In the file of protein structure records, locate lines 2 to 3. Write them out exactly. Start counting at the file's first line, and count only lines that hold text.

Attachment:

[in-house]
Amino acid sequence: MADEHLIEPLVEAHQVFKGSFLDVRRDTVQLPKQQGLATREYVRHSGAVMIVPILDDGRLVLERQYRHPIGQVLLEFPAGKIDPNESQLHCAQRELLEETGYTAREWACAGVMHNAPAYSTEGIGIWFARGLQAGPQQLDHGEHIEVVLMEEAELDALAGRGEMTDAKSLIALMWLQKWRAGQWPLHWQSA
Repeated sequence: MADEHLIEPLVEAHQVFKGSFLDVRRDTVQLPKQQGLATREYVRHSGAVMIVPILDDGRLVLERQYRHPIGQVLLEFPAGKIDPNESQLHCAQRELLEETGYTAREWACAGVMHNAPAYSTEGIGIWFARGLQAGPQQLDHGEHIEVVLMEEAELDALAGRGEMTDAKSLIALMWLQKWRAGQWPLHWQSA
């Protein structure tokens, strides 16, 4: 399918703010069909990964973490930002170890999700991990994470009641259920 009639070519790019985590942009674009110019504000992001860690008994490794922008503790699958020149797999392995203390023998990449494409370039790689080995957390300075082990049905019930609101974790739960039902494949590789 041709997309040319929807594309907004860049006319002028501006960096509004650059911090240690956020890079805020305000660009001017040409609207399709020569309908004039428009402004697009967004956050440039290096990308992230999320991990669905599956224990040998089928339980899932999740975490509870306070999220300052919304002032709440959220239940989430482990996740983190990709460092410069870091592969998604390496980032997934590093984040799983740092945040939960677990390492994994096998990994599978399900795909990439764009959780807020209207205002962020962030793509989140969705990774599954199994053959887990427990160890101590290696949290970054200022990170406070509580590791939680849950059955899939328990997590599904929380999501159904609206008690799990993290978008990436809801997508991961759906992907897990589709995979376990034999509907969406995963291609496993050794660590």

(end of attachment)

Amino acid sequence: MADEHLIEPLVEAHQVFKGSFLDVRRDTVQLPKQQGLATREYVRHSGAVMIVPILDDGRLVLERQYRHPIGQVLLEFPAGKIDPNESQLHCAQRELLEETGYTAREWACAGVMHNAPAYSTEGIGIWFARGLQAGPQQLDHGEHIEVVLMEEAELDALAGRGEMTDAKSLIALMWLQKWRAGQWPLHWQSA
Repeated sequence: MADEHLIEPLVEAHQVFKGSFLDVRRDTVQLPKQQGLATREYVRHSGAVMIVPILDDGRLVLERQYRHPIGQVLLEFPAGKIDPNESQLHCAQRELLEETGYTAREWACAGVMHNAPAYSTEGIGIWFARGLQAGPQQLDHGEHIEVVLMEEAELDALAGRGEMTDAKSLIALMWLQKWRAGQWPLHWQSA